Briggs Freeman Sotheby’s International CEO Robbie Briggs announced this spring that he would promote chief operating officer Russ Anderson to president of the brokerage, tapping someone who has more than 30 years of experience in the industry.
Anderson, who joined the brokerage in 2018, and I chatted recently about the market and how the pandemic has spurred more people to look for new homes.
“I’m a big believer in cycles instead of linear,” he said. “What ends up happening is people re-prioritize what’s important to them. Some things may have been mildly frustrating and became majorly frustrating, but then when we change back, it may become only mildly frustrating again.
“I do believe that for the next decade, people will be looking at different things,” he added. “People will be looking for more yard. People will be looking for more at-home offices. People will be looking for places where they can create independence in their homes.”
And as those pandemic-inspired wishlists get bigger, the houses aren’t getting any smaller.
“We hear that pretty steadily – the desire for bigger homes, the push to get as big a home as possible. And we’ve seen a lot of people that were talking about downsizing that were like, ‘What was I thinking?’”
“I can say that I was very glad we moved to a slightly bigger house before the pandemic,” I told him. “I remember telling my husband that if we had been in that tiny house during all of this, I would have probably straight-up murdered him.”
“I don’t think that was an uncommon conversation,” Anderson said, laughing. “Pretty much my wife had told me on a couple of occasions that if I ask, ‘What’s for lunch?’ one more time, she was going to smother me in my sleep. I know this whole thing pushed a lot of people to the edge.”
But to answer my question, yes, he said, the pandemic will change the way people feel about their homes and what they’re looking for, but “not forever.”
“Your question was, is this going to change people’s patterns? I do believe that it’s going to change patterns,” Anderson said. “I don’t think it’s forever. I don’t think it’s for the next decade.”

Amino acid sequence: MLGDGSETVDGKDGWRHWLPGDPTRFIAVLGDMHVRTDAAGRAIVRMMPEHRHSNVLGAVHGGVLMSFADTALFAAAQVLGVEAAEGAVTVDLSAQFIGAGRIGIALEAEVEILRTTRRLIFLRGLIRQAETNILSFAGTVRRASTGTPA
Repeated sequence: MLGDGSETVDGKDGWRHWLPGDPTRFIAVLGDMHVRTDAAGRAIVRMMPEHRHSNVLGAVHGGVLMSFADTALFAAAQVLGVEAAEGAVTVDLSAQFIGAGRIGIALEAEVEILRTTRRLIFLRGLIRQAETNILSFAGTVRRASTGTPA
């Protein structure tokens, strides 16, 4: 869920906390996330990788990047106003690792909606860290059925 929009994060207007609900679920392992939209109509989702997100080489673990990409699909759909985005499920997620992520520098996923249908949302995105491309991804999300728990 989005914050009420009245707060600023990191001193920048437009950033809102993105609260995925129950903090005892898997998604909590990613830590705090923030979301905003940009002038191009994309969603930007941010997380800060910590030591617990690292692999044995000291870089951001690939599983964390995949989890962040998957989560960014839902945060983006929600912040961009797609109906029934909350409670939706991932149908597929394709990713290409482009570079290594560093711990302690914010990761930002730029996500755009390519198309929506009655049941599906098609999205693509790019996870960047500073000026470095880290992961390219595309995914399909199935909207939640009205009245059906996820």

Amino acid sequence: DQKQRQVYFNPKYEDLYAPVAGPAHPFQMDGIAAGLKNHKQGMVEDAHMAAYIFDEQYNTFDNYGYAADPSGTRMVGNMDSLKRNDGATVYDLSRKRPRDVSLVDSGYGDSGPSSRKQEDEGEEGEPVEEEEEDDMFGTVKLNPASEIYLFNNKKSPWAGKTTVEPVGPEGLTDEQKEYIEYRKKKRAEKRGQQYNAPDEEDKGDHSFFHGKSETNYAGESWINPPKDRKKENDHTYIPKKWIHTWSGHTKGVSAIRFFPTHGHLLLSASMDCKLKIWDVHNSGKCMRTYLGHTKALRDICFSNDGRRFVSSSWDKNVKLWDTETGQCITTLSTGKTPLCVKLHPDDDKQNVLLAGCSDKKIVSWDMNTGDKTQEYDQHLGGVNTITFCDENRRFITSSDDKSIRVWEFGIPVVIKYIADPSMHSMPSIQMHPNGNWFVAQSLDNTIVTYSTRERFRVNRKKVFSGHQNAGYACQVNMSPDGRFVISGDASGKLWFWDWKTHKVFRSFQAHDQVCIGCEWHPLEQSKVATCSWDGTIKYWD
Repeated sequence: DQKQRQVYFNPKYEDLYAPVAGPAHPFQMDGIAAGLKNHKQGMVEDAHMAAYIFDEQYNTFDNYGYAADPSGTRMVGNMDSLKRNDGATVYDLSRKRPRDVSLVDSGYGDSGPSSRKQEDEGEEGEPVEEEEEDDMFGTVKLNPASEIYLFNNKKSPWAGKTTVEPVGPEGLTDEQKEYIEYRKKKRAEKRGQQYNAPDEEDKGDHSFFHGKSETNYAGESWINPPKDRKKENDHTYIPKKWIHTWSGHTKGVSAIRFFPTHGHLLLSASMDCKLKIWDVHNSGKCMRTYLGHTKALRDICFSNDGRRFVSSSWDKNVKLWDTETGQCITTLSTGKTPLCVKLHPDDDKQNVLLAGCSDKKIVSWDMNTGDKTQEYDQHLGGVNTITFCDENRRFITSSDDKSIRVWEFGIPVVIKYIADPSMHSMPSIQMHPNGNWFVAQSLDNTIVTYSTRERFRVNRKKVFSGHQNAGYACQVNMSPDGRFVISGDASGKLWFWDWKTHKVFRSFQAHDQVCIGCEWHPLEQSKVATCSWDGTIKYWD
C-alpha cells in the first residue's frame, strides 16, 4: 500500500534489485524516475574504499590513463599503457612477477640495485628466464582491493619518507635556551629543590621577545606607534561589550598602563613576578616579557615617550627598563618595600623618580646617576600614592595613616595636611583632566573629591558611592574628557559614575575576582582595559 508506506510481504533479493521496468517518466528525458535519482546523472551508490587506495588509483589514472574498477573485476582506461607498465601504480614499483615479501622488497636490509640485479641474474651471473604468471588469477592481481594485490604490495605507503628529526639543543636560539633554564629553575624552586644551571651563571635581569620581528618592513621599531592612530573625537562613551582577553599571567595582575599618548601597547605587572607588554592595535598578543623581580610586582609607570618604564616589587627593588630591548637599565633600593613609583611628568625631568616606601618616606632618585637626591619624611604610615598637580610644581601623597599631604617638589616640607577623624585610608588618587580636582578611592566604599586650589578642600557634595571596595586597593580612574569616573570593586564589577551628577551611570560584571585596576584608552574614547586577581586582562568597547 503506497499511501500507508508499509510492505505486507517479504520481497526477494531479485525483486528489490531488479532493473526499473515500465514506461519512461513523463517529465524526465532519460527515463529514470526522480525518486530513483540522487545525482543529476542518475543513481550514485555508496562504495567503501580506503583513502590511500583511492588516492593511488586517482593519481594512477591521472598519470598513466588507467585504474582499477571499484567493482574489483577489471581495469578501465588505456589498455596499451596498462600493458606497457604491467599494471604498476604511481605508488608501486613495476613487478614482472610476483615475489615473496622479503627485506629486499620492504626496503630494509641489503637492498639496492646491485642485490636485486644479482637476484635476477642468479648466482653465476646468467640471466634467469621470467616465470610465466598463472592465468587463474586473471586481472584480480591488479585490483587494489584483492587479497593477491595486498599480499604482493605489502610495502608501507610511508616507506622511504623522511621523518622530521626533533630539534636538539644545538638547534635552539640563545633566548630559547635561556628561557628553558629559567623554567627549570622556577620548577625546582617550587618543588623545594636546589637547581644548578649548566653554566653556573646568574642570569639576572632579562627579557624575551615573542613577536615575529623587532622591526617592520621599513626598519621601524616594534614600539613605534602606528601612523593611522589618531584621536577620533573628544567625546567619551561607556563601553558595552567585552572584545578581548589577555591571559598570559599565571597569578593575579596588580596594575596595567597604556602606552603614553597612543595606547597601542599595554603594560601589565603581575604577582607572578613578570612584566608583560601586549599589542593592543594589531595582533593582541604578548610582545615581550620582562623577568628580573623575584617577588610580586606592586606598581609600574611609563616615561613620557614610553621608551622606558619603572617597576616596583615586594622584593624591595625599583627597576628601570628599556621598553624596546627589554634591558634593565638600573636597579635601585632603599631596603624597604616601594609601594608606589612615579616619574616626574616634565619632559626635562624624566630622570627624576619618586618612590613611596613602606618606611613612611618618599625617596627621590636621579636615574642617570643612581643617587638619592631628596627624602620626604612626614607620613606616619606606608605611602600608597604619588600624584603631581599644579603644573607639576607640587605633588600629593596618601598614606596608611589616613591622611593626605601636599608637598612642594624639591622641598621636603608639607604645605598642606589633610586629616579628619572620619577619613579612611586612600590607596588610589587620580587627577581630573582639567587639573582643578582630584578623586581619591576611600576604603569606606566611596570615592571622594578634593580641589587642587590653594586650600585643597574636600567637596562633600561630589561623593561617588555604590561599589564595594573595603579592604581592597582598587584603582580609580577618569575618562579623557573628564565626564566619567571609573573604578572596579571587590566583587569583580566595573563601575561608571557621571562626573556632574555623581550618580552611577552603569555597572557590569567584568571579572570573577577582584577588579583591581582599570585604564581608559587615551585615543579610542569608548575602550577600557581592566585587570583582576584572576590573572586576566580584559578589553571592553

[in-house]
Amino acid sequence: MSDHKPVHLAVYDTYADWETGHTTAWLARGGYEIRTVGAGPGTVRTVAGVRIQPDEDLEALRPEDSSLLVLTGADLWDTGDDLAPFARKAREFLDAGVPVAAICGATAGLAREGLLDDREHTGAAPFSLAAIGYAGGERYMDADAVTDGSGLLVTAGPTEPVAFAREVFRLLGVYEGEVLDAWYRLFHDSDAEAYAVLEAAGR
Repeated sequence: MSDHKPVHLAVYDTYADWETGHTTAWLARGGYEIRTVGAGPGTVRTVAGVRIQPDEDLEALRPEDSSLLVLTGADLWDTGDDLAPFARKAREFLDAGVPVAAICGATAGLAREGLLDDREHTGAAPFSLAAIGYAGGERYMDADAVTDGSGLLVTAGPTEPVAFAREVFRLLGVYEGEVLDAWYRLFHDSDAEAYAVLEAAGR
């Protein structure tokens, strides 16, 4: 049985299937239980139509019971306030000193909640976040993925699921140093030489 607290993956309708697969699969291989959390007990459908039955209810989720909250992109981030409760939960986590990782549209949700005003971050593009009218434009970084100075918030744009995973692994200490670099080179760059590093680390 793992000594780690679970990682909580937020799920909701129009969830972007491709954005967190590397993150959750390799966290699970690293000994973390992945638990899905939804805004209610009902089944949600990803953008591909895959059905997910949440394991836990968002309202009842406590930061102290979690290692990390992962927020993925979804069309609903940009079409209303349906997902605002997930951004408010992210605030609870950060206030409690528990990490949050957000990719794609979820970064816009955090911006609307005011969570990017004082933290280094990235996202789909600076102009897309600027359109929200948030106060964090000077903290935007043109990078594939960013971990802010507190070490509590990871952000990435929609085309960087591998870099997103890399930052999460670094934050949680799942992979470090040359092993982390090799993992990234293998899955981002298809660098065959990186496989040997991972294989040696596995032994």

He also is watching this red-hot market with the practiced eye of a longtime real estate professional.
Right now, it’s not just that more people want to buy than there is inventory at some price points — it’s that it’s hard to convince people in those price points to sell, because they are afraid they won’t be able to find another home they can afford.
“It’s tough. You may get a big premium on the sale, but if you have to spend all of that premium on the buy, you’re no better off,” he said. “And if there’s no inventory or very light inventory, you might not necessarily find what you really wanted.
“I have a very close friend who, kind of on a lark, decided to sell his house. And he got a great price. The first people that came through it made him a full price, all cash offer,” Anderson recalled. “And they said, ‘Yeah,’ And, um, and they said, yeah, and kind of all in the exuberance, went for it and now have had to move into a rental and there, and then he says, ‘I’m paying a crazy premium on my rental, and we just couldn’t find anything that we wanted.”
“Do you think we’re ever going to get back to three or even four months of inventory?” I asked him.
“Yes – I do,” he said. “The DFW market has so many positives — a good business climate that is centrally located in the country, plenty of airlines, good roads, good tech. You’ve got all these positives and a great quality of life. The whole DFW marketplace just looks so positive relative to so many other places. I think that’s the long-term environment.
“Interest rates are going to go up and down, and that’s going to create some variability in the market,” he said. “I just think we’re going to soften. It’s not going to be a bubble that explodes. I don’t think it’s going to be where one morning we’re gonna wake up and the market’s down 35%.”
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